Even a purely moral act that has no hope of any immediate and visible political effect can gradually and indirectly, over time, gain in political significance.
I have found that good taste, oddly enough, plays an important role in politics.
Why is it like that? The most probable reason is that good taste is a visible manifestation of human sensibility toward the world, environment, people.
The world is not divided into two types of being, one superior and the other merely surrounding it. Being, nature, the universe - they are all one infinitely complex and mysterious metaorganism of which we are but a part, though a unique one.
Modern science kills God and takes his place on the vacant throne.
Science is the sole legitimate arbiter of all relavent truth.
The only lost cause is one we give up on before we enter the struggle.
If the world is to change for the better it must start with a change in human consciousness, in the very humanness of modern man.
There's always something suspect about an intellectual on the winning side.
I am convinced that we will never build a democratic state based on rule of law if we do not at the same time build a state that is-regardless of how unscientific this may sound to the ears of a political scientist-humane, moral, intellectual and spiritual, and cultural.
The hope of the world lies in the rehabilitation of the living human being, not just the body but also the soul.
It seems to me that one of the most basic human experiences, one that is genuinely universal and unites-or, more precisely, could unite-all of humanity, is the experience of transcendence in the broadest sense of the word.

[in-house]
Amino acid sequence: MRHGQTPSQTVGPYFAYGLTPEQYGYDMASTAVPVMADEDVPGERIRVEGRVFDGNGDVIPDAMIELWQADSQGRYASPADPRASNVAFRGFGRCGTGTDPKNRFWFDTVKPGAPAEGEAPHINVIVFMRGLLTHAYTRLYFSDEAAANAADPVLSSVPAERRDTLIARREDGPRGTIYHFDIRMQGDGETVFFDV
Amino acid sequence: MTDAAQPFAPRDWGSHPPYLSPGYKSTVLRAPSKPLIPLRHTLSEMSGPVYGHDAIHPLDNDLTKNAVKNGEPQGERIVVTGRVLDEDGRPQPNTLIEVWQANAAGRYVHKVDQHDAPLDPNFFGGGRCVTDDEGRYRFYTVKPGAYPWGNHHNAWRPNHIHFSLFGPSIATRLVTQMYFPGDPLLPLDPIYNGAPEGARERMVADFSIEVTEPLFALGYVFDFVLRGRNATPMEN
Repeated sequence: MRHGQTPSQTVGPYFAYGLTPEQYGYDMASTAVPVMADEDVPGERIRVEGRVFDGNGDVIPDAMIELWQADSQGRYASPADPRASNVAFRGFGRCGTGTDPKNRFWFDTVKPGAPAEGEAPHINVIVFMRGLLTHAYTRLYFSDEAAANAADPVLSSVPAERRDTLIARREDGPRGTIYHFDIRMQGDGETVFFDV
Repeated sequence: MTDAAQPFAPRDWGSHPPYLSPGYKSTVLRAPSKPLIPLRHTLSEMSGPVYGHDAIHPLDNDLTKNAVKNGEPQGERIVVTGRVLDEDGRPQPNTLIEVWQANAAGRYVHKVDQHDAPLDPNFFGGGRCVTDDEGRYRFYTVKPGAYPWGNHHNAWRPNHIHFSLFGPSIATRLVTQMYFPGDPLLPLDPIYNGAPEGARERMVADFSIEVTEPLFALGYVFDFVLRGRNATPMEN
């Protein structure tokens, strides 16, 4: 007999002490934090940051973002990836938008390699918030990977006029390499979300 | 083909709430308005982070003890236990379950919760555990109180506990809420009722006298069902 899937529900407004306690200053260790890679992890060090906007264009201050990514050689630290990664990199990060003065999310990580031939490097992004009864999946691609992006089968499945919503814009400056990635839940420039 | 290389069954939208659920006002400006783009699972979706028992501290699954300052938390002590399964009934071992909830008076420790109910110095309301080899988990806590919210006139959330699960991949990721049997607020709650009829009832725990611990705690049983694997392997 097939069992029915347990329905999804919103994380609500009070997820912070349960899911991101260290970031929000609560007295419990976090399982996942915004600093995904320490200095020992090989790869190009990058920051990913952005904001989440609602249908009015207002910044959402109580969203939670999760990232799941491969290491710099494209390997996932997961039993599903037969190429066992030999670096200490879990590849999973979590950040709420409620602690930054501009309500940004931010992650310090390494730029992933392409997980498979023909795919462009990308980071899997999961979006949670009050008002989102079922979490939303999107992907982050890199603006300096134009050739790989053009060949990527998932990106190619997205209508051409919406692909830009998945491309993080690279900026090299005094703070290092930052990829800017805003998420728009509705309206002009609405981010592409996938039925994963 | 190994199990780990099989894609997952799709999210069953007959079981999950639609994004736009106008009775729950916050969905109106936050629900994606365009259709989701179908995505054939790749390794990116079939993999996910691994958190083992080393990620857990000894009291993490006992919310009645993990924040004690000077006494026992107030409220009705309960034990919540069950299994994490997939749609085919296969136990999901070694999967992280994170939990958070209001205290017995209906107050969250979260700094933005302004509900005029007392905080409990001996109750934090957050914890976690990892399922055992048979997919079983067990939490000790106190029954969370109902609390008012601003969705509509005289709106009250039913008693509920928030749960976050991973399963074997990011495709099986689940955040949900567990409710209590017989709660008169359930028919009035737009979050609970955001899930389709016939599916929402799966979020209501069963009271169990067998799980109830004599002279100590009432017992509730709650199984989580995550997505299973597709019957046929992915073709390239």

Drama assumes an order. If only so that it might have -- by disrupting that order -- a way of surprising.
True enough, the country is calm. Calm as a morgue or a grave, would you not say?
Every consession gives rise to further concessions, we cannot back down, because behind us there is only an abyss, we must keep our promises and demand that they be kept.
Planetary democracy does not yet exist but our global civilization is already preparing a place for it. It is the very Earth we inhabit linked with Heaven above us. Only in this setting can the mutuality and the commonality of the human race be newly created with reverence and gratitude for that which transcends each of us and all of us together.
Let us admit that most of us writers feel an essential aversion to politics.
By taking such a position, however, we accept the perverted principle of specialization, according to which some are paid to write about the horrors of the world and human responsibility and others to deal with those horrors and bear the human responsibility for them.
It was never the people who complained of the universality of human rights, nor did the people consider human rights as a Western or Northern imposition. It was often their leaders who did so.